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I'm looking to improve how I do outward and upward communication for my teams.

I manage infrastructure teams and we're building tools to make life better. When I do periodic reviews with leadership and product team leaders I find they are often surprised by what we're working on. I do posts. I send emails. It doesn't seem to be effective. When I ask our VP what I should do to improve this, his feedback is "do posts and emails"

Are there any podcasts on this topic?

SHP's picture

Infrastructure... like computer networks and IT tools to make the production teams' lives better?

My advice is to find enthusiastic end users who tangibly benefit from what you're doing.  And stop spamming people with announcements about every little thing you're doing.

From a production team manager's perspective, the info I do notice usually bubbles up from enthusiastic directs who say "hey boss, have you tried this awesome new gizmo that IT rolled out!?  It saves me so much time and makes us look good in front of our clients!"

But I get little useful info from my support team leadership.  They send announcement emails about upgrades, patching, server migrations, etc.  I don't get past the subject line anymore.  I don't need 4 paragraphs about a Windows security patch that will be applied at 3am Sunday morning.  It doesn't (or shouldn't) impact me and my company's core mission.

 

Jollymom's picture

very well said. thanks for sharing your story.

Simon Flowers's picture

I'm happy to pitch in here on how we achieved a turnaround in reputation.  The situation was exactly as you described - people saying they want emails and notifications but then not reading them and being aware. The key is the personal connection - people don't "get it" until they "see it".

I created a Global User Experience program to bring together these technical improvements with a strong theme and accompanying communication and change management. Key elements:

- Global User Experience vision and material so it became part of an ongoing story and strategy vs random emails

- Well designed communication program.  This included "Did You Know" posts on useful tips.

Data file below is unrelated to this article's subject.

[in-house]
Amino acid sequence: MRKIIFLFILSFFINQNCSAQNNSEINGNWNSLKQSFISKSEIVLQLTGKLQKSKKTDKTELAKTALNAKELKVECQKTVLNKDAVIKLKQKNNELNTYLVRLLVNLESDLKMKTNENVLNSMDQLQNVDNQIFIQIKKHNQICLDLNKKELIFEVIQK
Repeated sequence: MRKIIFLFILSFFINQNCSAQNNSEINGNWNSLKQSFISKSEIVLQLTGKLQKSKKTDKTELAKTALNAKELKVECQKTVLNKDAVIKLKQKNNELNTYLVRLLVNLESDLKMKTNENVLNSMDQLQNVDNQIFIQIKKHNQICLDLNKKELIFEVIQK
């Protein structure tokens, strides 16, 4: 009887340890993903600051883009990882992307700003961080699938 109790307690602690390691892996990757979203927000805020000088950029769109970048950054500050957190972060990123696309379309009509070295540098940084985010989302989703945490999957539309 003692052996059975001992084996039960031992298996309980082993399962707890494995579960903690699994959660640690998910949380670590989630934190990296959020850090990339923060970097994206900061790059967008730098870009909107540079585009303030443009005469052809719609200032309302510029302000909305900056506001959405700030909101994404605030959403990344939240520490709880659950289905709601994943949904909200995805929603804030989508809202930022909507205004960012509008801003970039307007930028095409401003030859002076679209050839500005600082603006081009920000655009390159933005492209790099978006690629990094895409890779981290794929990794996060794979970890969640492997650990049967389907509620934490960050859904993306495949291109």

- Global User Experience champions : people who would join a monthly call, promote what was new in their team meetings, and in return became early adopters and could give input.  Plus the same for local IT representatives. Later this was expanded to Technology Champions.

- Global User Experience sponsors : VPs and above who would nominate champions, arrange a briefing for their managers, and be quarterly briefed.

- Event promotion: I made the first one being a User Experience booth at the company leadership conference and we created guides and scripts that others in IT then used for any events like country manager meetings or sales rep conferences.

- AskIT desks: created physical IT help desks like an Apple Genius bar in high traffic areas like the cafeteria entrance.

As you can see a lot of this is based on actually showing people stuff vs people reading stuff.

It is very important : when you talk to people on the reputation of IT their first impression is through their laptop, the second biggest factor the help desk experience, and then all the IT management and business partnering comes third.

Message me on "Send author a message" or connect on LinkedIn if you would like me to show you more.

Simon

G3's picture

It seems like I recall Mark Horstman saying that you need to communicate a message seven times before your folks will remember it hearing it once.

He refers to this Winston Churchill quote, " If you have an important point to make, don't try to be subtle or clever. Use a pile driver. Hit the point once. Then come back and hit it again. Then hit it a third time - a tremendous whack."

I don't know the details of communication methods available to you. Generally speaking, you could say it verbally to people (in one on ones and or group meetings or even just around the water cooler), physically post it where people would see it, call people and tell them (formally or informally via voice chat, video chat), and also use things like messenger apps that the work places uses (google chat, slack, other internal company messengers?), in addition to posting in an appropriate forum and email. If it seems like you've mentioned it too many times then you may have mentioned it enough.

This is a general suggestion. I'm not sure how it fits to your specifics. Take what you like and leave the rest